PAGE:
Who is the Colorado Criminal Justice Reform Coalition?

Our mission is to reverse the trend of mass incarceration in Colorado. We are a coalition of nearly 7,000 individual members and over 100 faith and community organizations who have united to stop perpetual prison expansion in Colorado through policy and sentence reform.

Our chief areas of interest include drug policy reform, women in prison, racial injustice, the impact of incarceration on children and families, the problems associated with re-entry and stopping the practice of using private prisons in our state.

If you would like to be involved please go to our website and become a member.

Wednesday, October 10, 2007

GAO Reveals Bootcamp Nightmare

Have a troubled teen? You might want to think twice about sending them to boot camp.

WASHINGTON — The first federal inquiry into boot camps and wilderness programs for troubled teens cataloged 1,619 incidents of abuse in 33 states in 2005, a congressional investigation out today reveals.

The study, by the Government Accountability Office, also looked at a sample of 10 deaths since 1990 and found untrained staff, inadequate food or reckless operations were factors. In half of those cases, the teens died of dehydration or heat exhaustion, the GAO says.

There are no federal rules governing residential facilities for children, and some states do not license such programs.

The findings are scheduled to be presented at a hearing of the House Committee on Education and Labor, whose chairman, Rep. George Miller, D-Calif., requested the investigation.

"This nightmare has remained an open secret for years," Miller said in a statement. "Congress must act, and it must act swiftly." He has sponsored a bill designed to encourage states to enact regulations.

Investigators counted "thousands" of abuse allegations against the facilities using lawsuits and websites. But there is no central clearinghouse. States submit incidents to the federal database on a voluntary basis.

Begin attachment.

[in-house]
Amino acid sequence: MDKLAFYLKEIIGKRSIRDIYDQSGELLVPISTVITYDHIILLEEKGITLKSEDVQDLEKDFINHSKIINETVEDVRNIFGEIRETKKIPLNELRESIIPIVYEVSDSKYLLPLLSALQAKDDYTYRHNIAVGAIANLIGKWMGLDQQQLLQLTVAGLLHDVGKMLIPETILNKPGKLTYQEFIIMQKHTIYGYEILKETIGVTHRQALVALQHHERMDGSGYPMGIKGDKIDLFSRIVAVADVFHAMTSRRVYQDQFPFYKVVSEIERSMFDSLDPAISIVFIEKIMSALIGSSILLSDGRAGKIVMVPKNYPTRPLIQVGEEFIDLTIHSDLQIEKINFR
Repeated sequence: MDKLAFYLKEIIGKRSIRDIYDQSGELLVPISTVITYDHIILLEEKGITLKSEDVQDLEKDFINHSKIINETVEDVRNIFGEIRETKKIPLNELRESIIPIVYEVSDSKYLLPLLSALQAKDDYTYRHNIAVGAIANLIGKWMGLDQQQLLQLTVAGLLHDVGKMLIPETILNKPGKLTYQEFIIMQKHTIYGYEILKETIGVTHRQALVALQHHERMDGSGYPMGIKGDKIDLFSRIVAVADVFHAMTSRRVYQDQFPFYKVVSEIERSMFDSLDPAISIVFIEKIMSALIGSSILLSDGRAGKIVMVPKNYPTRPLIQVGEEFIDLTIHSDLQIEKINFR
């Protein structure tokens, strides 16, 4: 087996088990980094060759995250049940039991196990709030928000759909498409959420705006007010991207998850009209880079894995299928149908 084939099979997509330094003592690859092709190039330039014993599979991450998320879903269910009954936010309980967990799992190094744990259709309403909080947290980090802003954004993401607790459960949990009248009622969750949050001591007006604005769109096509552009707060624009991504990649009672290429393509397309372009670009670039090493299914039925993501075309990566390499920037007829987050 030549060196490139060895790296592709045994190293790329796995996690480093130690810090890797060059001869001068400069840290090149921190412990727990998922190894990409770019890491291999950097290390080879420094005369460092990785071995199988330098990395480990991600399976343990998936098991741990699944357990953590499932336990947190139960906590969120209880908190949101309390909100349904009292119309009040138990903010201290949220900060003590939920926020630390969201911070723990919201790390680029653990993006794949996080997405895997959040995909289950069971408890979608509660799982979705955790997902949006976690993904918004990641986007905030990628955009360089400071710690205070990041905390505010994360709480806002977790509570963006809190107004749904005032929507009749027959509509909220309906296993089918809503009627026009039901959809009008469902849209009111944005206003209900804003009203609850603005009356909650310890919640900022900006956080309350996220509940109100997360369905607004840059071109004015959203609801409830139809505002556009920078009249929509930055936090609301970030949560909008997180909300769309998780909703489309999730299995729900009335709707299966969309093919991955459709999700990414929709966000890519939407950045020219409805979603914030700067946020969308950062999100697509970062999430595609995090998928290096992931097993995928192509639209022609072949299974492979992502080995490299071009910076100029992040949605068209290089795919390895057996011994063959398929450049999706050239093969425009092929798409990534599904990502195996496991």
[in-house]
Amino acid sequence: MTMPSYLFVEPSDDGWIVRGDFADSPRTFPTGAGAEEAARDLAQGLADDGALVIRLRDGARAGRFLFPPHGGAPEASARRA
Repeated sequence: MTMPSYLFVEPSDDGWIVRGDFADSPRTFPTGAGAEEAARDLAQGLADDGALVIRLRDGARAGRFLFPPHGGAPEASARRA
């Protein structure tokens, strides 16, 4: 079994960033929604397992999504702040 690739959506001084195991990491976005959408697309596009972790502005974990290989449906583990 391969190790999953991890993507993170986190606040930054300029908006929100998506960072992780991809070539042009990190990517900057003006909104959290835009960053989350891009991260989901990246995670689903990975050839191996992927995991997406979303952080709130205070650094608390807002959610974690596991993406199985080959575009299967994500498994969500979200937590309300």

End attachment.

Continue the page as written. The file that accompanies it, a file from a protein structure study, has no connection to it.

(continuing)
Five of the 10 programs where teenagers died under questionable circumstances are operating — sometimes under a new name or in a different location.

The cases highlighted in the GAO report did not include names, but some were identifiable through news reports:

•Roberto Reyes, 15, died of complications from a spider bite in November 2004 at Thayer Learning Center in Missouri, which describes itself as "a military based, Christian boarding school." A state investigation concluded that the staff "did not provide adequate treatment," the GAO said, but the state does not license such programs, and no criminal charges have been filed.

The staff tied a 20-pound sandbag around his neck when he was too sick to exercise, the GAO said. The family settled a civil lawsuit against Thayer for about $1 million. The facility's owners denied wrongdoing. Messages left at the school and with its lawyer were not returned.

•At the American Buffalo Soldiers boot camp in Arizona where Anthony Haynes, 14, died in 2001, children were fed an apple for breakfast, a carrot for lunch and a bowl of beans for dinner, the GAO said.

Haynes became dehydrated in 113-degree heat and vomited up dirt, according to witnesses. The program closed, and the director, Charles Long, was sentenced in 2005 to six years in prison for manslaughter.

Tim Briceland-Betts of the Child Welfare League of America says abuses "typically

occur in places that are not regulated. I'm glad to hear that they are working on this."
USA Today


Anonymous said...

Lookout mountain locally has been a subject of pain and death due to the lack of supervision by the state.
The state department of corrections and governor only seeks to line their political pockets and keep the prison industry as large as possible

Anonymous said...

The Division of Youth Corrections in Colorado needs to be investigated along with all these places they contract to put the teens through programs. Some of the programs are really bad. Neglect and abuse goes on and as a parent if you try and do anything about it they retaliate on paper. These people need to be exposed. I believe if the true numbers came out about the sucess/failure rate many of these programs would be closed. I believe that its keeping the kids in the system because it generates more money. The Governors office won't even talk to you about the Division of Youth Corrections. They say they don't get involved. There is no one outside the Division that monitors these programs. They cover things up and get away with it. On the web page of the Division of Youth Corrections in Colorado it says "Accountability" is the main part of the mission. These people are the least accountable people I've ever encountered.

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